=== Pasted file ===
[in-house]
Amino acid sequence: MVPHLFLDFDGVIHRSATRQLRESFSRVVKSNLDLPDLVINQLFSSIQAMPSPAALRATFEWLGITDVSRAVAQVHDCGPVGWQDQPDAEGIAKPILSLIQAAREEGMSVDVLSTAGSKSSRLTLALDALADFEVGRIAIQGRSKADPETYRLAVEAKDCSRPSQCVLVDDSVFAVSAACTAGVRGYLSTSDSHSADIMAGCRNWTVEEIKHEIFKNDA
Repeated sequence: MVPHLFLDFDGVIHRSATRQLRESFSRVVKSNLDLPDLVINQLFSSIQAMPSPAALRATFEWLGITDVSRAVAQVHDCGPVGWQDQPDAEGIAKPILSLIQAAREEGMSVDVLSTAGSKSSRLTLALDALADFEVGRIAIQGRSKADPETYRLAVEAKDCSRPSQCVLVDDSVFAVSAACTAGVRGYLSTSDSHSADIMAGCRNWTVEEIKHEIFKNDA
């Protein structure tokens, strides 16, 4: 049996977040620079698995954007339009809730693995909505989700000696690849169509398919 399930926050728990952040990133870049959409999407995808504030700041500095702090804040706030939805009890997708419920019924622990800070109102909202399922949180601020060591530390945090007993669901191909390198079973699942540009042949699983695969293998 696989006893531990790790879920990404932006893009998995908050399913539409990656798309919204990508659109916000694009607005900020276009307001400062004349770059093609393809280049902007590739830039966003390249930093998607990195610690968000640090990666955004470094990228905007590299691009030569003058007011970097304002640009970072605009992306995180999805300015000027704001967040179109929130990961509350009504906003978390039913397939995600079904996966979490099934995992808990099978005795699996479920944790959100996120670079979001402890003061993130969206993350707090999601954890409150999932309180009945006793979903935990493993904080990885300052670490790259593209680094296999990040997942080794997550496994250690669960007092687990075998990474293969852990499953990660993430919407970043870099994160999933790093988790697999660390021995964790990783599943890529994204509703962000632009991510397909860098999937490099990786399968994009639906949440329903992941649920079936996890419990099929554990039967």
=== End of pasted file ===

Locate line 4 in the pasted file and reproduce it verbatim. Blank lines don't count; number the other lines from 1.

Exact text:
């Protein structure tokens, strides 16, 4: 049996977040620079698995954007339009809730693995909505989700000696690849169509398919 399930926050728990952040990133870049959409999407995808504030700041500095702090804040706030939805009890997708419920019924622990800070109102909202399922949180601020060591530390945090007993669901191909390198079973699942540009042949699983695969293998 696989006893531990790790879920990404932006893009998995908050399913539409990656798309919204990508659109916000694009607005900020276009307001400062004349770059093609393809280049902007590739830039966003390249930093998607990195610690968000640090990666955004470094990228905007590299691009030569003058007011970097304002640009970072605009992306995180999805300015000027704001967040179109929130990961509350009504906003978390039913397939995600079904996966979490099934995992808990099978005795699996479920944790959100996120670079979001402890003061993130969206993350707090999601954890409150999932309180009945006793979903935990493993904080990885300052670490790259593209680094296999990040997942080794997550496994250690669960007092687990075998990474293969852990499953990660993430919407970043870099994160999933790093988790697999660390021995964790990783599943890529994204509703962000632009991510397909860098999937490099990786399968994009639906949440329903992941649920079936996890419990099929554990039967």